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bisexualbaker: bisexualbaker: thwippersnapple: Tingle just cranked out 50k words for a spite story for JKR and I am LIVING for it! [Image one: Tweet from Chuck Tingle ( @ChuckTingle ): please enjoy new full length adult romance novel (52000 words) in paperback or ebook about the best wizard: TRANS WIZARD HARRIET PORBER AND THE BAD BOY PARASAUROLOPHUS available now also trans rights amazon.com/dp/B08B386R6J ] [Image two: Cover of the aforementioned Harriet Porber novel; Harriet is front and center, a young trans woman with light skin, long dark hair, and glasses; she has a wand raised in her right hand. Behind her are a mammoth in a wizard’s hat, an anthropomorphic duck-billed dinosaur, and a motorcycle with the head of a woman.] Chuck Tingle is a gift. OMG the summary: Trans wizard Harriet Porber is a master spellsmith who’s found herself in a bit of a pickle. After finishing wizard college, Harriet made a name for herself by creating a hit viral spell, but has since failed to craft a follow up. Now Harriet’s agent, Minerma, is breathing down her neck, suggesting that Harriet take a trip to an island off the coast of England for inspiration.Hoping for some peace and quiet to clear her head, Harriet Porber arrives to find that her new neighbor, an angsty bard named Snabe from the band Seven Inch Nails, is already there making a racket. This parasaurolophus spellcaster is a bad boy through and through, and with his incredible powers of metamagic, Snabe reveals that this layer of reality is much more than it seems. Could Harriet and Snabe really be characters in a parody romance novel?Soon enough, these two are discovering they have more similarities than differences: both trans, both strong, and both hoping to create a new spell that will change the world. But with the addition of two devious sentient motorcycles to the mix, Dellatrix and Braco, things start to get complicated.Now trans wizard Harriet Porber is caught up in a tale of magic and mystery where nothing is as it seems, except for one universal truth: love is real.This is a 52,000 word bad boy romance novel for adults. It contains some explicit scenes. : bisexualbaker: bisexualbaker: thwippersnapple: Tingle just cranked out 50k words for a spite story for JKR and I am LIVING for it! [Image one: Tweet from Chuck Tingle ( @ChuckTingle ): please enjoy new full length adult romance novel (52000 words) in paperback or ebook about the best wizard: TRANS WIZARD HARRIET PORBER AND THE BAD BOY PARASAUROLOPHUS available now also trans rights amazon.com/dp/B08B386R6J ] [Image two: Cover of the aforementioned Harriet Porber novel; Harriet is front and center, a young trans woman with light skin, long dark hair, and glasses; she has a wand raised in her right hand. Behind her are a mammoth in a wizard’s hat, an anthropomorphic duck-billed dinosaur, and a motorcycle with the head of a woman.] Chuck Tingle is a gift. OMG the summary: Trans wizard Harriet Porber is a master spellsmith who’s found herself in a bit of a pickle. After finishing wizard college, Harriet made a name for herself by creating a hit viral spell, but has since failed to craft a follow up. Now Harriet’s agent, Minerma, is breathing down her neck, suggesting that Harriet take a trip to an island off the coast of England for inspiration.Hoping for some peace and quiet to clear her head, Harriet Porber arrives to find that her new neighbor, an angsty bard named Snabe from the band Seven Inch Nails, is already there making a racket. This parasaurolophus spellcaster is a bad boy through and through, and with his incredible powers of metamagic, Snabe reveals that this layer of reality is much more than it seems. Could Harriet and Snabe really be characters in a parody romance novel?Soon enough, these two are discovering they have more similarities than differences: both trans, both strong, and both hoping to create a new spell that will change the world. But with the addition of two devious sentient motorcycles to the mix, Dellatrix and Braco, things start to get complicated.Now trans wizard Harriet Porber is caught up in a tale of magic and mystery where nothing is as it seems, except for one universal truth: love is real.This is a 52,000 word bad boy romance novel for adults. It contains some explicit scenes.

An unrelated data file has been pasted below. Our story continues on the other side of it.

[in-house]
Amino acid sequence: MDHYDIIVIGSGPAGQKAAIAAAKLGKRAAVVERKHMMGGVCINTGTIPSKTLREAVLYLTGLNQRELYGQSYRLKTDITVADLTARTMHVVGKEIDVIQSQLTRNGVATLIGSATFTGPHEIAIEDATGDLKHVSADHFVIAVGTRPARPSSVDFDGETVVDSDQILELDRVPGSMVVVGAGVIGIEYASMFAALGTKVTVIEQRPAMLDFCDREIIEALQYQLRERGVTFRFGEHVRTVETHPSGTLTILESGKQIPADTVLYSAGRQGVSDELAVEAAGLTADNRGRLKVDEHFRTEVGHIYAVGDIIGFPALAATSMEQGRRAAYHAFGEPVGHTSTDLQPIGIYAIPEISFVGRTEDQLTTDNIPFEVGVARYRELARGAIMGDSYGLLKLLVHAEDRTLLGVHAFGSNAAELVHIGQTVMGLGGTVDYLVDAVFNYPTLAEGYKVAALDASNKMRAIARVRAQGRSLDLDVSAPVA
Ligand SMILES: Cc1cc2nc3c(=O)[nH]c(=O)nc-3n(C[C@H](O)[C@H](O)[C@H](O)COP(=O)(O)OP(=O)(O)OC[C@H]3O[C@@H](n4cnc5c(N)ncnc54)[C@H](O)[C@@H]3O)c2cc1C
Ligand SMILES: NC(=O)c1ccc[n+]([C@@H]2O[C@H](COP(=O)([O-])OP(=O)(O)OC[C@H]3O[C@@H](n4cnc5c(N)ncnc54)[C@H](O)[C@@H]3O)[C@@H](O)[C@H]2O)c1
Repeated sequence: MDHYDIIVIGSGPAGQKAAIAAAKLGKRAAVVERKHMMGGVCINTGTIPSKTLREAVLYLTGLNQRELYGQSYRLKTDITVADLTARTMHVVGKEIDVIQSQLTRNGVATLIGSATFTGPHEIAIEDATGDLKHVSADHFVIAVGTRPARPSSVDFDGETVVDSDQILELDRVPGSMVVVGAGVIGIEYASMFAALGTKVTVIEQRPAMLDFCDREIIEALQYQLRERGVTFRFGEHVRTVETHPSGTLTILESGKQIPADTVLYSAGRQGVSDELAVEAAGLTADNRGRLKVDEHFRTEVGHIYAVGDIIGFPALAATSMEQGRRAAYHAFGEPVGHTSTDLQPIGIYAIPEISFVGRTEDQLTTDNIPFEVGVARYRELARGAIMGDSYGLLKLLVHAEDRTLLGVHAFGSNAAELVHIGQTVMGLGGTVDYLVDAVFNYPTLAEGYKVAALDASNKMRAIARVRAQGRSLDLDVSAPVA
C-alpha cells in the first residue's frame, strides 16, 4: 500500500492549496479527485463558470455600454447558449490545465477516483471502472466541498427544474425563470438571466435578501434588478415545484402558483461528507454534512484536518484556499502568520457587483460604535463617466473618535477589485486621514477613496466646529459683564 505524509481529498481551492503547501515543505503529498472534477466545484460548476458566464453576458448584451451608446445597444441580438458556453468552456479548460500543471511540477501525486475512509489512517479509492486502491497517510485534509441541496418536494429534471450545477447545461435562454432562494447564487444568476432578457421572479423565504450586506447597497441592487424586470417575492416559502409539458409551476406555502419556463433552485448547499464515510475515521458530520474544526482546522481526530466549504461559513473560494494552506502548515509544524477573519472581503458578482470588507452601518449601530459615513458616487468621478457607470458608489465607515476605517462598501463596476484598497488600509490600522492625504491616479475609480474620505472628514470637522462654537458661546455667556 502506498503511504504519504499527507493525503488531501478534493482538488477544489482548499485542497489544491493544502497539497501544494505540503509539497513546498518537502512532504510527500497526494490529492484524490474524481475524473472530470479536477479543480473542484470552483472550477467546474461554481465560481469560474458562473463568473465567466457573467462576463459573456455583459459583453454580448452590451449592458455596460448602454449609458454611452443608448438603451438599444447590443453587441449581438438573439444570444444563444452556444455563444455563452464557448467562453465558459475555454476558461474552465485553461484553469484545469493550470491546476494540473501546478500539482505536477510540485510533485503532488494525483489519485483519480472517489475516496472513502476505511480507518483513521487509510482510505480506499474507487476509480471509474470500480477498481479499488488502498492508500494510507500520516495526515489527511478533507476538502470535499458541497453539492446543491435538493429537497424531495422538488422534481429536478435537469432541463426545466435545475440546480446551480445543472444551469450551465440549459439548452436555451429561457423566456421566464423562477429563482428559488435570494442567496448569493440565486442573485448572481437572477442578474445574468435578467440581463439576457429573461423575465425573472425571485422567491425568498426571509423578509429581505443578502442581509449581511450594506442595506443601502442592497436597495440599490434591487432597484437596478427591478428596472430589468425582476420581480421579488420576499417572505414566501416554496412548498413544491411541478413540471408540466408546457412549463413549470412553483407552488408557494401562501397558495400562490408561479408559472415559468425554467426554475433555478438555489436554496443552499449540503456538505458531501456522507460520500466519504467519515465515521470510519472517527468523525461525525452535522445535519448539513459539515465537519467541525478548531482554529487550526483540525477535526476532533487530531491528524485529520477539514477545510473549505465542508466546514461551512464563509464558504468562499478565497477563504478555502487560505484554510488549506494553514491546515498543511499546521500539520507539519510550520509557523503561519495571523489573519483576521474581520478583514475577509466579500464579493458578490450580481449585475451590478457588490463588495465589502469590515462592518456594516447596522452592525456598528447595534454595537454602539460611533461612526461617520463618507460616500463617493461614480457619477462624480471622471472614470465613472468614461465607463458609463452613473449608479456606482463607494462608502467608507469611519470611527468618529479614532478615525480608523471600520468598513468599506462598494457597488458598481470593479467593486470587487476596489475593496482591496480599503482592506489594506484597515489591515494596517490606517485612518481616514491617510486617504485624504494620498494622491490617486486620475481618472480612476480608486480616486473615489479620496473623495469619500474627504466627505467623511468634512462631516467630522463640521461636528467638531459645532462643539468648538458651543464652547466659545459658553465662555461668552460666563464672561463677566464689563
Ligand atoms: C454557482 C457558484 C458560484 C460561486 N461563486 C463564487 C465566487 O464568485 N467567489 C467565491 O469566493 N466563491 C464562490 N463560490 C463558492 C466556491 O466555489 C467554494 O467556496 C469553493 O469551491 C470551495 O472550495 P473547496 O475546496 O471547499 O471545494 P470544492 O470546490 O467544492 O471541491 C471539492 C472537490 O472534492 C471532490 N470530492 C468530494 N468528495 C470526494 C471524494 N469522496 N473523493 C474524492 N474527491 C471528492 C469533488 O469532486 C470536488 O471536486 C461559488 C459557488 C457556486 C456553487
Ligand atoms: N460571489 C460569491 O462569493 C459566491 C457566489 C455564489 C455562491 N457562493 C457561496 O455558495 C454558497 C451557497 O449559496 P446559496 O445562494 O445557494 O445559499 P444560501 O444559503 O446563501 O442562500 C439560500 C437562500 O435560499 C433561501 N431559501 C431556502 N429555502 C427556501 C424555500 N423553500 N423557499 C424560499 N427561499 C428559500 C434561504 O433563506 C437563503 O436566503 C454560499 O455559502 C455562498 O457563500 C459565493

bisexualbaker: bisexualbaker: thwippersnapple: Tingle just cranked out 50k words for a spite story for JKR and I am LIVING for it! [Imag...